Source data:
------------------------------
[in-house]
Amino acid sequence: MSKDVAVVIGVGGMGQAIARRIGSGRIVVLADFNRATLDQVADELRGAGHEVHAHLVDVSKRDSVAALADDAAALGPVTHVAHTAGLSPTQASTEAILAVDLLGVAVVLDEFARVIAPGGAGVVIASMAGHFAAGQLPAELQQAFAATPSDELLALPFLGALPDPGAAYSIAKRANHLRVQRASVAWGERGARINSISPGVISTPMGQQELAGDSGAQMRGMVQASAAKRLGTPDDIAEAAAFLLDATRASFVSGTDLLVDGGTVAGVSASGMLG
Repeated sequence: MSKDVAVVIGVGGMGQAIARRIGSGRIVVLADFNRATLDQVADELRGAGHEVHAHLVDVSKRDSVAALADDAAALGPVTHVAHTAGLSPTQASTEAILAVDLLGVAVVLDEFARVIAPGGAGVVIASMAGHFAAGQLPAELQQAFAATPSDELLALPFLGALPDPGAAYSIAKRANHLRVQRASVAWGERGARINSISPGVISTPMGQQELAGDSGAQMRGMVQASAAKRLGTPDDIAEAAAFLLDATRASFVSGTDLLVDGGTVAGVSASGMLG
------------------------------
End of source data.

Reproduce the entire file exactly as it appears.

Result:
[in-house]
Amino acid sequence: MSKDVAVVIGVGGMGQAIARRIGSGRIVVLADFNRATLDQVADELRGAGHEVHAHLVDVSKRDSVAALADDAAALGPVTHVAHTAGLSPTQASTEAILAVDLLGVAVVLDEFARVIAPGGAGVVIASMAGHFAAGQLPAELQQAFAATPSDELLALPFLGALPDPGAAYSIAKRANHLRVQRASVAWGERGARINSISPGVISTPMGQQELAGDSGAQMRGMVQASAAKRLGTPDDIAEAAAFLLDATRASFVSGTDLLVDGGTVAGVSASGMLG
Repeated sequence: MSKDVAVVIGVGGMGQAIARRIGSGRIVVLADFNRATLDQVADELRGAGHEVHAHLVDVSKRDSVAALADDAAALGPVTHVAHTAGLSPTQASTEAILAVDLLGVAVVLDEFARVIAPGGAGVVIASMAGHFAAGQLPAELQQAFAATPSDELLALPFLGALPDPGAAYSIAKRANHLRVQRASVAWGERGARINSISPGVISTPMGQQELAGDSGAQMRGMVQASAAKRLGTPDDIAEAAAFLLDATRASFVSGTDLLVDGGTVAGVSASGMLG